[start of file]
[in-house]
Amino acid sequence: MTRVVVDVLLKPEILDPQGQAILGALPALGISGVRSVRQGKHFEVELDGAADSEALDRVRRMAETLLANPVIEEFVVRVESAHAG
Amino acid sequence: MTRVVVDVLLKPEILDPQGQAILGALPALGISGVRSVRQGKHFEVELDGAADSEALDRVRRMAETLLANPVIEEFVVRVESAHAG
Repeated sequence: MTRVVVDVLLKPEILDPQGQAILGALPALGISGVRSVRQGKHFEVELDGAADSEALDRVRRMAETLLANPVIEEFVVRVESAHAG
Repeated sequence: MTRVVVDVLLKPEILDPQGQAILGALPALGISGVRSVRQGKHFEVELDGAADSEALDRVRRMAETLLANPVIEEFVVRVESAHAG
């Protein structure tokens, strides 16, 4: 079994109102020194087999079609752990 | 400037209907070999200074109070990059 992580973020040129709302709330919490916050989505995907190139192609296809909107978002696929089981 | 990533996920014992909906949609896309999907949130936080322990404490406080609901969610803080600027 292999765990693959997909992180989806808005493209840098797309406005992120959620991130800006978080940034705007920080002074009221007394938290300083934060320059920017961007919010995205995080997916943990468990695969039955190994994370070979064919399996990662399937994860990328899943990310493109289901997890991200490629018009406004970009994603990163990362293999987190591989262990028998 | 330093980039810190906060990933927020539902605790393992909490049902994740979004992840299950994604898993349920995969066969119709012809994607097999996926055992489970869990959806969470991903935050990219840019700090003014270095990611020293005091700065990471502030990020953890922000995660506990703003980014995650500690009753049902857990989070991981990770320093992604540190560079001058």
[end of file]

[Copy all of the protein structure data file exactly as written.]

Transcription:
[in-house]
Amino acid sequence: MTRVVVDVLLKPEILDPQGQAILGALPALGISGVRSVRQGKHFEVELDGAADSEALDRVRRMAETLLANPVIEEFVVRVESAHAG
Amino acid sequence: MTRVVVDVLLKPEILDPQGQAILGALPALGISGVRSVRQGKHFEVELDGAADSEALDRVRRMAETLLANPVIEEFVVRVESAHAG
Repeated sequence: MTRVVVDVLLKPEILDPQGQAILGALPALGISGVRSVRQGKHFEVELDGAADSEALDRVRRMAETLLANPVIEEFVVRVESAHAG
Repeated sequence: MTRVVVDVLLKPEILDPQGQAILGALPALGISGVRSVRQGKHFEVELDGAADSEALDRVRRMAETLLANPVIEEFVVRVESAHAG
């Protein structure tokens, strides 16, 4: 079994109102020194087999079609752990 | 400037209907070999200074109070990059 992580973020040129709302709330919490916050989505995907190139192609296809909107978002696929089981 | 990533996920014992909906949609896309999907949130936080322990404490406080609901969610803080600027 292999765990693959997909992180989806808005493209840098797309406005992120959620991130800006978080940034705007920080002074009221007394938290300083934060320059920017961007919010995205995080997916943990468990695969039955190994994370070979064919399996990662399937994860990328899943990310493109289901997890991200490629018009406004970009994603990163990362293999987190591989262990028998 | 330093980039810190906060990933927020539902605790393992909490049902994740979004992840299950994604898993349920995969066969119709012809994607097999996926055992489970869990959806969470991903935050990219840019700090003014270095990611020293005091700065990471502030990020953890922000995660506990703003980014995650500690009753049902857990989070991981990770320093992604540190560079001058």